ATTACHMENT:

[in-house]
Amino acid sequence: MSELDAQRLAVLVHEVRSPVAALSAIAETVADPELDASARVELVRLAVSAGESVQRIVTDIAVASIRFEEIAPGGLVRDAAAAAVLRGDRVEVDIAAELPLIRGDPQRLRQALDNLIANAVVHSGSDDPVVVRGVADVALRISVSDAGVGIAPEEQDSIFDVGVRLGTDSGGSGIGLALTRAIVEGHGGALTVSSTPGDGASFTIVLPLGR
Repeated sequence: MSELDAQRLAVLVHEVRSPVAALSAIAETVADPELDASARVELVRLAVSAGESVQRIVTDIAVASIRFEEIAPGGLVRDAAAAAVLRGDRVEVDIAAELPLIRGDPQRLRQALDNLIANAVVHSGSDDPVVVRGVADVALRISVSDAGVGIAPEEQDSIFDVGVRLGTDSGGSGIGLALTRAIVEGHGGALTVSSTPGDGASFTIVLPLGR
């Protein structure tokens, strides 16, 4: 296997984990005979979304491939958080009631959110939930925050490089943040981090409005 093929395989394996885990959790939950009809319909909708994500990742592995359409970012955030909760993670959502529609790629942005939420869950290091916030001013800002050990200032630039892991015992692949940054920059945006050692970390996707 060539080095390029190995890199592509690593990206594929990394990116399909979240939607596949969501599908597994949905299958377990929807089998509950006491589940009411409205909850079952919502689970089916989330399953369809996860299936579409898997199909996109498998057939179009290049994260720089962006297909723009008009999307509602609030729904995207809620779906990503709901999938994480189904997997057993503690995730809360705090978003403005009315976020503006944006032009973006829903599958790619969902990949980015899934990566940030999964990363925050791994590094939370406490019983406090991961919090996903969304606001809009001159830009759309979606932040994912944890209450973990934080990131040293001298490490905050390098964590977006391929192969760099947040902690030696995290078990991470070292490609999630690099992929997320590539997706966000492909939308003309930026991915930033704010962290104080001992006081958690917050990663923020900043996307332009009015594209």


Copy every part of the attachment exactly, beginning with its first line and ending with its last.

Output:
[in-house]
Amino acid sequence: MSELDAQRLAVLVHEVRSPVAALSAIAETVADPELDASARVELVRLAVSAGESVQRIVTDIAVASIRFEEIAPGGLVRDAAAAAVLRGDRVEVDIAAELPLIRGDPQRLRQALDNLIANAVVHSGSDDPVVVRGVADVALRISVSDAGVGIAPEEQDSIFDVGVRLGTDSGGSGIGLALTRAIVEGHGGALTVSSTPGDGASFTIVLPLGR
Repeated sequence: MSELDAQRLAVLVHEVRSPVAALSAIAETVADPELDASARVELVRLAVSAGESVQRIVTDIAVASIRFEEIAPGGLVRDAAAAAVLRGDRVEVDIAAELPLIRGDPQRLRQALDNLIANAVVHSGSDDPVVVRGVADVALRISVSDAGVGIAPEEQDSIFDVGVRLGTDSGGSGIGLALTRAIVEGHGGALTVSSTPGDGASFTIVLPLGR
């Protein structure tokens, strides 16, 4: 296997984990005979979304491939958080009631959110939930925050490089943040981090409005 093929395989394996885990959790939950009809319909909708994500990742592995359409970012955030909760993670959502529609790629942005939420869950290091916030001013800002050990200032630039892991015992692949940054920059945006050692970390996707 060539080095390029190995890199592509690593990206594929990394990116399909979240939607596949969501599908597994949905299958377990929807089998509950006491589940009411409205909850079952919502689970089916989330399953369809996860299936579409898997199909996109498998057939179009290049994260720089962006297909723009008009999307509602609030729904995207809620779906990503709901999938994480189904997997057993503690995730809360705090978003403005009315976020503006944006032009973006829903599958790619969902990949980015899934990566940030999964990363925050791994590094939370406490019983406090991961919090996903969304606001809009001159830009759309979606932040994912944890209450973990934080990131040293001298490490905050390098964590977006391929192969760099947040902690030696995290078990991470070292490609999630690099992929997320590539997706966000492909939308003309930026991915930033704010962290104080001992006081958690917050990663923020900043996307332009009015594209």